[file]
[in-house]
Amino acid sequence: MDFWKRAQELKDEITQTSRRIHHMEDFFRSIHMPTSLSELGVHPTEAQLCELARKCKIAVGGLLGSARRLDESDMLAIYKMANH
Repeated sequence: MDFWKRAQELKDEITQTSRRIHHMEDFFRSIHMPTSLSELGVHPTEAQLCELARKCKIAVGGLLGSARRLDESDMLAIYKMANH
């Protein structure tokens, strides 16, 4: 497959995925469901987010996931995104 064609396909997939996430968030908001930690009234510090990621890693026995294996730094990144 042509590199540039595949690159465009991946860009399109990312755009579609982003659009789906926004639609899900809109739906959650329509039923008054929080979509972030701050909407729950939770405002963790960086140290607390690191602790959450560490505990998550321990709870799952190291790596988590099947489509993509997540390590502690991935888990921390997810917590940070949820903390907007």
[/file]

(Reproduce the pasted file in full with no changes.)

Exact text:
[in-house]
Amino acid sequence: MDFWKRAQELKDEITQTSRRIHHMEDFFRSIHMPTSLSELGVHPTEAQLCELARKCKIAVGGLLGSARRLDESDMLAIYKMANH
Repeated sequence: MDFWKRAQELKDEITQTSRRIHHMEDFFRSIHMPTSLSELGVHPTEAQLCELARKCKIAVGGLLGSARRLDESDMLAIYKMANH
């Protein structure tokens, strides 16, 4: 497959995925469901987010996931995104 064609396909997939996430968030908001930690009234510090990621890693026995294996730094990144 042509590199540039595949690159465009991946860009399109990312755009579609982003659009789906926004639609899900809109739906959650329509039923008054929080979509972030701050909407729950939770405002963790960086140290607390690191602790959450560490505990998550321990709870799952190291790596988590099947489509993509997540390590502690991935888990921390997810917590940070949820903390907007």